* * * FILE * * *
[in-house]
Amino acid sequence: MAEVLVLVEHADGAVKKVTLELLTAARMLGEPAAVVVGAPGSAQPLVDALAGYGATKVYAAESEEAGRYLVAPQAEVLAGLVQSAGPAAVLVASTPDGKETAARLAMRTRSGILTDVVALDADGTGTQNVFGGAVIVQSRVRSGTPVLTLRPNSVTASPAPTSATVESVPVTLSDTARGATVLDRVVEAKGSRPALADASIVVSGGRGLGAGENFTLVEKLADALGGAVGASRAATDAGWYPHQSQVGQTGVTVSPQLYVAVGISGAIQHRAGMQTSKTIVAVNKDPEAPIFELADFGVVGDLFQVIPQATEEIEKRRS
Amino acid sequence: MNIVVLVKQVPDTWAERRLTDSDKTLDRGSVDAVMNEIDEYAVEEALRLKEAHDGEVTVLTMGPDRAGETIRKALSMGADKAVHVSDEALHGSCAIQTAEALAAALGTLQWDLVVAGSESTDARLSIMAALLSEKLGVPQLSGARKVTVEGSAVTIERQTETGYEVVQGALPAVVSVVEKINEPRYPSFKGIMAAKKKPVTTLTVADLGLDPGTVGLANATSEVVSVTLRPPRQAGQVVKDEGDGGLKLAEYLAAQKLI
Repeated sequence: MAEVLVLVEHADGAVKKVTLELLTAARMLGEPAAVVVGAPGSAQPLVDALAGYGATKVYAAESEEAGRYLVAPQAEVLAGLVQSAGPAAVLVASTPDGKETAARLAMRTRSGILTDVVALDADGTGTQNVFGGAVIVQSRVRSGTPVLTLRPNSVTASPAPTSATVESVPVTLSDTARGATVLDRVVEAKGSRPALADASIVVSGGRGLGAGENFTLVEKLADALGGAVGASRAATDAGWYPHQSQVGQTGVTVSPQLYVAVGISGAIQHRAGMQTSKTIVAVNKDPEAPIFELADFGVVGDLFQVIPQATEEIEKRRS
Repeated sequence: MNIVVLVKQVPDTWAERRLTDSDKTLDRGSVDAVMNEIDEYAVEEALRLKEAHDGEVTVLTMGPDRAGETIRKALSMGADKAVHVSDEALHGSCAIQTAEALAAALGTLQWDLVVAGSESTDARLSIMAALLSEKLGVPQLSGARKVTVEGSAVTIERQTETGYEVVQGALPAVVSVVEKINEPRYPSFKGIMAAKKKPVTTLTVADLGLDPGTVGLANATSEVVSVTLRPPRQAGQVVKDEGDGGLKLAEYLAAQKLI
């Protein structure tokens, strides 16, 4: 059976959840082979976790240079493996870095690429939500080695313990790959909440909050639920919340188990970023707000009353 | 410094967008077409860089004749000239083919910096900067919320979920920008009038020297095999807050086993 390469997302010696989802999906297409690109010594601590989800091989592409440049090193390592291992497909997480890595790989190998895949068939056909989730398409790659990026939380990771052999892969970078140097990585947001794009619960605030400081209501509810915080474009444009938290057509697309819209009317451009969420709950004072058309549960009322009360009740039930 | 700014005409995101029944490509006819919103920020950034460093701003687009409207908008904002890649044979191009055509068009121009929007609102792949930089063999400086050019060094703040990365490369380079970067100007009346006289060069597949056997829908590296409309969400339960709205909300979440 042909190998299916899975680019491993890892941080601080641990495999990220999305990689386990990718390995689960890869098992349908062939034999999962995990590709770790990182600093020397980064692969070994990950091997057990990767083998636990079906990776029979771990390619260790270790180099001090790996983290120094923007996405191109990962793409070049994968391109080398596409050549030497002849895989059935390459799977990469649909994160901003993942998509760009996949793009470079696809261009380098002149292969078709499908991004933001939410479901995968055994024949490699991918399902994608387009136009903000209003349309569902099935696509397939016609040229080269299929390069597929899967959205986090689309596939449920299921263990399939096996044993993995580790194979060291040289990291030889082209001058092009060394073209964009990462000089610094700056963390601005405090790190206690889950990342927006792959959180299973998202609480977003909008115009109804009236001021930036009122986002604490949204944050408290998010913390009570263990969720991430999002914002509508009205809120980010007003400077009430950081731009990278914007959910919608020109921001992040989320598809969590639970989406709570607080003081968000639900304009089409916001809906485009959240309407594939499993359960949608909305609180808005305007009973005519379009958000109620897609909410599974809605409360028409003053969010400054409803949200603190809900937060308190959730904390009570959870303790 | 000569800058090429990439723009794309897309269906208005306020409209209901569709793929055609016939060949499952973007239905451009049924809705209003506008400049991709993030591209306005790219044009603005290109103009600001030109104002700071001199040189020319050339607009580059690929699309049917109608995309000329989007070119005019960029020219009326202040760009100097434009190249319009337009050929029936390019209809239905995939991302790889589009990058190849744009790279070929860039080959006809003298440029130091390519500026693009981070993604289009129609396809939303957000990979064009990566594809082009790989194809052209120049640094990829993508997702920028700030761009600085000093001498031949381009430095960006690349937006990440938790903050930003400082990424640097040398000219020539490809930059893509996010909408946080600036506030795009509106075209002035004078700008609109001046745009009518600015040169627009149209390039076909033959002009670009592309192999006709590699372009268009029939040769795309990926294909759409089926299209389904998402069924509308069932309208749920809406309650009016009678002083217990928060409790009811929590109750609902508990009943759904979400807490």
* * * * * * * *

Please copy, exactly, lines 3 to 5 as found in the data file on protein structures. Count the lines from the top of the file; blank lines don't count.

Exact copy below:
Amino acid sequence: MNIVVLVKQVPDTWAERRLTDSDKTLDRGSVDAVMNEIDEYAVEEALRLKEAHDGEVTVLTMGPDRAGETIRKALSMGADKAVHVSDEALHGSCAIQTAEALAAALGTLQWDLVVAGSESTDARLSIMAALLSEKLGVPQLSGARKVTVEGSAVTIERQTETGYEVVQGALPAVVSVVEKINEPRYPSFKGIMAAKKKPVTTLTVADLGLDPGTVGLANATSEVVSVTLRPPRQAGQVVKDEGDGGLKLAEYLAAQKLI
Repeated sequence: MAEVLVLVEHADGAVKKVTLELLTAARMLGEPAAVVVGAPGSAQPLVDALAGYGATKVYAAESEEAGRYLVAPQAEVLAGLVQSAGPAAVLVASTPDGKETAARLAMRTRSGILTDVVALDADGTGTQNVFGGAVIVQSRVRSGTPVLTLRPNSVTASPAPTSATVESVPVTLSDTARGATVLDRVVEAKGSRPALADASIVVSGGRGLGAGENFTLVEKLADALGGAVGASRAATDAGWYPHQSQVGQTGVTVSPQLYVAVGISGAIQHRAGMQTSKTIVAVNKDPEAPIFELADFGVVGDLFQVIPQATEEIEKRRS
Repeated sequence: MNIVVLVKQVPDTWAERRLTDSDKTLDRGSVDAVMNEIDEYAVEEALRLKEAHDGEVTVLTMGPDRAGETIRKALSMGADKAVHVSDEALHGSCAIQTAEALAAALGTLQWDLVVAGSESTDARLSIMAALLSEKLGVPQLSGARKVTVEGSAVTIERQTETGYEVVQGALPAVVSVVEKINEPRYPSFKGIMAAKKKPVTTLTVADLGLDPGTVGLANATSEVVSVTLRPPRQAGQVVKDEGDGGLKLAEYLAAQKLI